Everybody’s looking for the sun / people strain their eyes to see/ but I see you and you see me

I should listen to myself. I was well and truly suckered. As recently as last week I railed self-righteously against the overpriced, and sadly very prevalent, pretentious eateries that Auckland is full of. And yet, there I was last Friday night in Soto, just off the top of College Hill. And to make matters worse, I’d sworn two years ago never to visit this place again after a shabby experience which I’d grumbled about way back in the early days of this blog.

To be precise I said it would be a cold day in hell before I ventured there again. Well, that day came, although it was not my idea. Again: it was not my idea….

Blame my dear friends; in particular, Sandy Doll who suggested it then announced she couldn’t make it, leaving another eight of us to suffer grossly overpriced average Japanese food in unimaginative surroundings after a two and a half hour wait.

When the food arrived it was, and let’s be generous here, less than average, small, slightly cold and greasy. There was none of the imagination, flair, humour and delicacy that fine Japanese dining demands (and I’m used to at even the cheapest places here in Indonesia). The sushi and sashimi tasted less than fresh, which is the worst thing you can ever say about a Japanese eatery.

The sign on the door announcing its 2005 Metro Restaurant award should’ve been enough of a warning. I long ago learnt never to trust anything in their food reviews. As long as I can recall Metro’s positive food reviews are an indicator as to what is best avoided, with their celebrations of the shallow and plain shitty places of which Soto is a perfect example.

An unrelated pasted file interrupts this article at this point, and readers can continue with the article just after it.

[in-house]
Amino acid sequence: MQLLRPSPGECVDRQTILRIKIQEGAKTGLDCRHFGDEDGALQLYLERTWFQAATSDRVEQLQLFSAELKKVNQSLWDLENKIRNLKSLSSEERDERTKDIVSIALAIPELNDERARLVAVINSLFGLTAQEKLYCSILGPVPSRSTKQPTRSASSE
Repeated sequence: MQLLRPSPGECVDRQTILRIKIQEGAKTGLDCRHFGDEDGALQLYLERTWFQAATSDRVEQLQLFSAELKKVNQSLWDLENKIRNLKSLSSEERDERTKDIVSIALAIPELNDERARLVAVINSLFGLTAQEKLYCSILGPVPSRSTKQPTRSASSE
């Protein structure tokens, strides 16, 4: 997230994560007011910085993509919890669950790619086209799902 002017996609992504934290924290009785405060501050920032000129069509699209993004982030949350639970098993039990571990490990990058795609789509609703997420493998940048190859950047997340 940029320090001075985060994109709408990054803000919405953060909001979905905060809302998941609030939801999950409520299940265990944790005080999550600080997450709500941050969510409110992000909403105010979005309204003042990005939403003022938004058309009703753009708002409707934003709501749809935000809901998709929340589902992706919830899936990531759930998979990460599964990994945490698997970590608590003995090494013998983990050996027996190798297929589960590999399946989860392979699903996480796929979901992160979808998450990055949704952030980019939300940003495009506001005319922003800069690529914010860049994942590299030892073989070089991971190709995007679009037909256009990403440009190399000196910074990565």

The only diversion in our ruined evening was the large, and offensively loud (they don’t teach manners at Med School obviously), table of drunken Auckland Hospital doctors, one of whom had dropped their phone under the floor. As we watched it rang and flashed blue repeatedly and we could only assume that its sozzled owner was wanted in urgent surgery. Given their state we thought it best not to alert them to the call.

But within 48 hours we were sitting on the seafront in Singapore at the, always fantastic, Longbeach Seafood restaurant eating crunchy baby Squid, and it all seemed so far away, thank god. The food was incredible, the service impeccable, both unlike sad old Soto; and the Tiger Beer hit the spot in the 35-degree heat. It was lunch time and we couldn’t see more than twenty metres out to sea courtesy of the Sumatran smoke that hangs over large parts of Asia at this time of the year.

Singapore is a funny place, so absolutely obsessed with making money, technology and being number one. It’s building this brand new underground line at vast cost, both human and financial, to add to its already impressive and comprehensive system. And yet the common wisdom seems to be (and a look at the map confirms it) that they don’t actually need it; they just need to keep on building and proving that they are supreme. Their military is incredibility over the top both in size and in technology. Indeed its air force is so large they need to base bits of it in other countries, beyond normal training requirements. The death notices in the controlled state media (The Straits Times to you…) usually emphasise what a solid employee or a beloved boss the departed was. Even the death of a spouse comes attached to a corporate: “beloved wife of…, trusted employee of Han Yoo Wiring Corp….”.

It can be an unpleasantly Orwellian place despite all the shopping and food.

And yet this, largely soulless, nation, with all its money and technology is powerless to stop a few peasant farmers from covering its little island in great wafts of grey smoke for large slabs of the year. There seems to be some natural justice in that, although obviously, the smoke is less than desirable for a variety of reasons.

But that said, the techno hunger in me, loves a place like Funan IT, where I can look at all the things I can’t buy in Auckland or Bali. I’m a little sad and I get excited by DSL routers and uber grunty laptops that have more power than I could ever want.

And then, a few hours later home to Bali, to the land where nothing actually works as it should; where the roads have long ago fallen apart and no-one seems to really care; where we have to explain to a customs officer, with his hand out, that the old Pentium III we’ve brought up for Isabella’s room, is not a new “CPU” with the associated “duty” required.

But you realise that there is perhaps something more than a new train line, and even the simplest warung has better service, ambience and food than a thousand begotten Sotos can aspire to….

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